This Art Deco style building was built to serve primarily merchant seamen. Over the years, the patient population grew. It soon included Coast Guard, NOAA and other uniformed personnel, among others.
Marine Hospital is designated as a US Public Health Service Hospital.
Congress passed the Omnibus Reconciliation Act. This act closed all but seven Public Health Service Hospitals. The hospital on Beacon Hill was in this group. These hospitals were designated as Uniform Services Treatment Facilities (USTFs). They continued to serve military beneficiaries under a special program. This program was called the Uniformed Services Treatment Plan. Locally, the ownership of the historic Beacon Hill hospital building was transferred to the Pacific Hospital Preservation and Development Authority. PacMed was created to care for the military patients in outpatient clinics under this plan.
The DoD took over responsibility for the Uniformed Services Treatment Plan. It is no longer within the Department of Health and Human Services.
Military beneficiaries continued to be seen at PacMed outpatient clinics under the Plan. The PacMed clinics also began contracting with private insurance companies. This enabled them to care for non-military members in the community.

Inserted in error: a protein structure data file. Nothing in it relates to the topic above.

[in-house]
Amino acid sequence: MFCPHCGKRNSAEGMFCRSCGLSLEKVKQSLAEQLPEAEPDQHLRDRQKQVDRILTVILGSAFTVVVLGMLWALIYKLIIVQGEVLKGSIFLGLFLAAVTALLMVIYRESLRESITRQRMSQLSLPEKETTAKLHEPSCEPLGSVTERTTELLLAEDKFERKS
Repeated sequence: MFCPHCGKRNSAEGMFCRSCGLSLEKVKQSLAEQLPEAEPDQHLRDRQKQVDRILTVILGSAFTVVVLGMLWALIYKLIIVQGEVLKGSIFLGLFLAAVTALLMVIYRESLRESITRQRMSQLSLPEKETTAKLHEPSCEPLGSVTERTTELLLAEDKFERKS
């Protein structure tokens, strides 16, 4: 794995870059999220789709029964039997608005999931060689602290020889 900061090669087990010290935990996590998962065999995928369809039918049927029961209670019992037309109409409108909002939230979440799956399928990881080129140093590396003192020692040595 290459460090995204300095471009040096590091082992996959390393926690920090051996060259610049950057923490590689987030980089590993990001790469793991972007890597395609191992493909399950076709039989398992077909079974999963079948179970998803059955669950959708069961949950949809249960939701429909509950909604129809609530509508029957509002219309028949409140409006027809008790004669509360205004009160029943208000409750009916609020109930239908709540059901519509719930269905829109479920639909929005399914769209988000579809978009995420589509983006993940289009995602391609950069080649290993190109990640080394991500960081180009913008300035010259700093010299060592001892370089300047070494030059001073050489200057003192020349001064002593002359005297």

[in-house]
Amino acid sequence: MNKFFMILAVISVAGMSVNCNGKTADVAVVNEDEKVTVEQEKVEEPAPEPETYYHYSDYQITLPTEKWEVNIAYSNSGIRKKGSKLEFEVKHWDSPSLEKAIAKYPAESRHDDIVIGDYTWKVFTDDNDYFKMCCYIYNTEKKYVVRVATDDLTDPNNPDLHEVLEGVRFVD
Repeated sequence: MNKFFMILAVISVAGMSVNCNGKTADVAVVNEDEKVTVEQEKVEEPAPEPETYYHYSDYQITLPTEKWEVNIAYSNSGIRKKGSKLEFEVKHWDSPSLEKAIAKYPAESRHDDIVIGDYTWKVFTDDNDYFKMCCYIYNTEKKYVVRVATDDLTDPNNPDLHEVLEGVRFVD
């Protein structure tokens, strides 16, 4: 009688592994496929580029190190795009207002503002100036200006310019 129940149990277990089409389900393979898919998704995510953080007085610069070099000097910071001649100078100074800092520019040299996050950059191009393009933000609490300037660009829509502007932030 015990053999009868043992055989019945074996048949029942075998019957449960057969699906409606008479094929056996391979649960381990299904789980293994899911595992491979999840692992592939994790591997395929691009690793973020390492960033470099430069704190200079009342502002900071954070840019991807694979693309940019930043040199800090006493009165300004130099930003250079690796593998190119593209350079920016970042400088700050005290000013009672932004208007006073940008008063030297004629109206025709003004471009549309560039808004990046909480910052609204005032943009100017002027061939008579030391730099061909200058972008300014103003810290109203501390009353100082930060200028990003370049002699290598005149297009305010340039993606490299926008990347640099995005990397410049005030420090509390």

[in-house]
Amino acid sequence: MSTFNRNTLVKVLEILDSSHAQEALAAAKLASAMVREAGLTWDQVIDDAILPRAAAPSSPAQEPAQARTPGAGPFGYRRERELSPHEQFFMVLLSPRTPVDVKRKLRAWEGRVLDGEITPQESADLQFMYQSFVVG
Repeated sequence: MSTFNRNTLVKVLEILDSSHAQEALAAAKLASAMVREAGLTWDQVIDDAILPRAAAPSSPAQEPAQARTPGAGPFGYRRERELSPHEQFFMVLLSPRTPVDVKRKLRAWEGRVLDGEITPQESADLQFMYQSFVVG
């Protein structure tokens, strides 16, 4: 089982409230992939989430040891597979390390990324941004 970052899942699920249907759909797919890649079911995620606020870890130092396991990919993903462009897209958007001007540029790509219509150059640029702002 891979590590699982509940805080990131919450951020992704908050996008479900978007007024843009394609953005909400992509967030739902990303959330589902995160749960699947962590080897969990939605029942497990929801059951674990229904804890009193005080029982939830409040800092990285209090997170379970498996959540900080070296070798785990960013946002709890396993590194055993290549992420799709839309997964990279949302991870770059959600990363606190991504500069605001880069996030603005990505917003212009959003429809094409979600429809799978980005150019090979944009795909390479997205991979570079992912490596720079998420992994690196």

The Uniformed Services Treatment Plan was renamed Uniformed Services Family Health Plan.
Congress renamed the seven sites providing the health plan. They are now known as “TRICARE Designated Providers.” They become a permanent part of the Military Health System.
In 1998, each of the Uniformed Services Family Health Plan providers begins to offer the TRICARE Prime benefit.
The name was shortened to US Family Health Plan. Copayments are eliminated for active duty dependents. Copays also are cut for members age 65 and over with Medicare Part B. This makes healthcare essentially free for these beneficiaries.
US Family Health Plan grew its provider network. It added other multi-specialty medical groups and can reach more patients, more easily.